Listeria found resistant to standard cleaning procedures, bacterial infection risk in food exposed to light: Study

By: Devon Andre | Colon And Digestive | Friday, May 27, 2016 - 11:30 AM

Listeria found resistant to standard cleaning proceduresListeria was found to be resistant to standard cleaning procedures, and there is a bacterial infection risk in food exposed to light. The study found that standard cleaning procedures in deli stores may not be enough to eliminate Listeria monocytogenes. Listeria can be potentially fatal to individuals with compromised immune systems and pregnant women.

The researchers found that 6.8 percent of samples taken from 15 delis tested positive for listeria. In a second sample, 9.5 percent of samples taken from 30 delis tested positive for listeria.

Lead researcher Haley Oliver said, “This is a public health challenge. These data suggest that failure to thoroughly execute cleaning and sanitation protocols is allowing L. monocytogenes to persist in some stores. We can’t in good conscience tell people with weak immune systems that it is safe to eat at the deli.

If a healthy individual consumes listeria bacteria, they will experience food poisoning, but if a person with a compromised immune system or a pregnant woman does, the consequences could be fatal or cause problems in the fetus. Deli meats are commonly associated with listeria, which can also grow in the refrigerator – unlike other bacteria like salmonella and E.coli.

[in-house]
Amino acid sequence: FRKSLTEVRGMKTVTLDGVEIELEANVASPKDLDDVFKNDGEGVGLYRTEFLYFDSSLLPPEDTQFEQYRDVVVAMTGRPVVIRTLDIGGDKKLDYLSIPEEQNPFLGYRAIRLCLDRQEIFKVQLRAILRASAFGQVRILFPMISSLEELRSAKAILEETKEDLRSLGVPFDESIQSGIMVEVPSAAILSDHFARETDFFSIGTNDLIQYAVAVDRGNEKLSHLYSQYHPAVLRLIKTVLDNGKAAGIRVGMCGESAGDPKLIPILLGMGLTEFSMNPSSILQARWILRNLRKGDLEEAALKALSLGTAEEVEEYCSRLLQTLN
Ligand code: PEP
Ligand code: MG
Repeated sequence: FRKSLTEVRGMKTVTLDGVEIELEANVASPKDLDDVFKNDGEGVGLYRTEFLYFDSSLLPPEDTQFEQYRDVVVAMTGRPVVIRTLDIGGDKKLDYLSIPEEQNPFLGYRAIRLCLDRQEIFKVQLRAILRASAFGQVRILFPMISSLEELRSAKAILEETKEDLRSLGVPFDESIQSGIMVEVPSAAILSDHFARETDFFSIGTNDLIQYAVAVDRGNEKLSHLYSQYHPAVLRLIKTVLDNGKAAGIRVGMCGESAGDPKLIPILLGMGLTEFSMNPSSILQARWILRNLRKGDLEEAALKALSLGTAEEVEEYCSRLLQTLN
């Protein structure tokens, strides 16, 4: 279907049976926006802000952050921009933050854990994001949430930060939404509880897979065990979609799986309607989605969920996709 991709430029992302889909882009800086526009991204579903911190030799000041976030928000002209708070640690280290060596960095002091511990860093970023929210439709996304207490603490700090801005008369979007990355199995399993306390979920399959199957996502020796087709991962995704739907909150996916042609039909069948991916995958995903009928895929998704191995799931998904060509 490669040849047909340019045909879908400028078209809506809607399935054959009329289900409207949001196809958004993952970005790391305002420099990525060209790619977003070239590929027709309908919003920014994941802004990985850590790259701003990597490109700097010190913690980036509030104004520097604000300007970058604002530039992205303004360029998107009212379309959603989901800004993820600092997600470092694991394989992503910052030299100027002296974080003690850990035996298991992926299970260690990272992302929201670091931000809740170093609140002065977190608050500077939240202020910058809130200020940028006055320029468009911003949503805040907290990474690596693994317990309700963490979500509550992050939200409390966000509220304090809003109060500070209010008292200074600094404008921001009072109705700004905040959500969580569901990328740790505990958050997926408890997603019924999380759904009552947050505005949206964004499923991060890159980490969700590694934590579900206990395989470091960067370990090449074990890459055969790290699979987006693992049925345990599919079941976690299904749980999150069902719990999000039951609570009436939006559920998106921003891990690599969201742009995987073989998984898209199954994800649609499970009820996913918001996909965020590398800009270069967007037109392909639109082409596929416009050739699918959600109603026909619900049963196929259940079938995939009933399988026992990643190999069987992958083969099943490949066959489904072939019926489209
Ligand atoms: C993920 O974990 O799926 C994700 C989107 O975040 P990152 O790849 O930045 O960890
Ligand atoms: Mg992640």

Oliver explained, “It’s kind of the Wild West. Manufacturing has a zero-tolerance policy for listeria, but that dissipates at the retail level. The challenge of developing systematic cleaning procedures for a wide variety of delis – which are less restricted environments than processing plants – can make listeria harder to control. The prevalence of L. monocytogenes is higher than we expected in a significant percentage of delis, and the bacteria is persisting in these delis over time.”

Most of the samples that tested positive for listeria were areas that don’t even come into contact with food – floors, drains, squeegees, and the like.

Oliver stressed that the difficulty with listeria, along with other types of bacteria that cause food poisoning, is that it doesn’t change the characteristics of the food products. For example, food won’t smell bad if it is infected with bacteria, so there aren’t sure signs indicating that it’s been infected. This is why it is so important to keep up proper sanitization and follow the protocol to ensure the risk of contamination and outbreak is low.

Bacterial infection risk higher in food exposed to light

The risk of bacterial infection in food is higher if it has been exposed to light. Researchers found that listeria activates its defense mechanisms as a reaction to light. Such a discovery can help the food industry prevent future listeria outbreaks.

Researchers also found two new molecules that can be used to combat listeria and hence prevent infection.

Lead researcher Chrisopher Andersson said, “Hopefully, this new knowledge on how light and these small molecules affect the bacterium can, in future, be used to prevent the spread of listeria and help treat listeriosis.”

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